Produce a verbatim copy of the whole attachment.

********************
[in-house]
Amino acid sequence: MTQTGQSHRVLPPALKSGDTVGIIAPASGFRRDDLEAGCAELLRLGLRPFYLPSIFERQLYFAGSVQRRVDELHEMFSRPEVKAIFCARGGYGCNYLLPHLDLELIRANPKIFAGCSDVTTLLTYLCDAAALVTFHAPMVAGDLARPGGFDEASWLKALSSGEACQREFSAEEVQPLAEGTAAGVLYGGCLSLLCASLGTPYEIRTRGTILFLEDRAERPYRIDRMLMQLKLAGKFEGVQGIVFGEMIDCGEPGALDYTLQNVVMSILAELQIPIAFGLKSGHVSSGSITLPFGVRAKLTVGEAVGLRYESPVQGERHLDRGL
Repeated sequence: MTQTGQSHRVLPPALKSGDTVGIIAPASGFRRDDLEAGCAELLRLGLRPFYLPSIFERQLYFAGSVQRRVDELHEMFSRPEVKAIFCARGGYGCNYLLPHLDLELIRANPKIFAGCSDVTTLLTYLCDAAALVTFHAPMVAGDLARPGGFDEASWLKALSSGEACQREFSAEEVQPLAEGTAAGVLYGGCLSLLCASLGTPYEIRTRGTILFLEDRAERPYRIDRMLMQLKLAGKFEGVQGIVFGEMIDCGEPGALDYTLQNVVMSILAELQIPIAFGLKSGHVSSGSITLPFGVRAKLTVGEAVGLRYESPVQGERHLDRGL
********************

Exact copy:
[in-house]
Amino acid sequence: MTQTGQSHRVLPPALKSGDTVGIIAPASGFRRDDLEAGCAELLRLGLRPFYLPSIFERQLYFAGSVQRRVDELHEMFSRPEVKAIFCARGGYGCNYLLPHLDLELIRANPKIFAGCSDVTTLLTYLCDAAALVTFHAPMVAGDLARPGGFDEASWLKALSSGEACQREFSAEEVQPLAEGTAAGVLYGGCLSLLCASLGTPYEIRTRGTILFLEDRAERPYRIDRMLMQLKLAGKFEGVQGIVFGEMIDCGEPGALDYTLQNVVMSILAELQIPIAFGLKSGHVSSGSITLPFGVRAKLTVGEAVGLRYESPVQGERHLDRGL
Repeated sequence: MTQTGQSHRVLPPALKSGDTVGIIAPASGFRRDDLEAGCAELLRLGLRPFYLPSIFERQLYFAGSVQRRVDELHEMFSRPEVKAIFCARGGYGCNYLLPHLDLELIRANPKIFAGCSDVTTLLTYLCDAAALVTFHAPMVAGDLARPGGFDEASWLKALSSGEACQREFSAEEVQPLAEGTAAGVLYGGCLSLLCASLGTPYEIRTRGTILFLEDRAERPYRIDRMLMQLKLAGKFEGVQGIVFGEMIDCGEPGALDYTLQNVVMSILAELQIPIAFGLKSGHVSSGSITLPFGVRAKLTVGEAVGLRYESPVQGERHLDRGL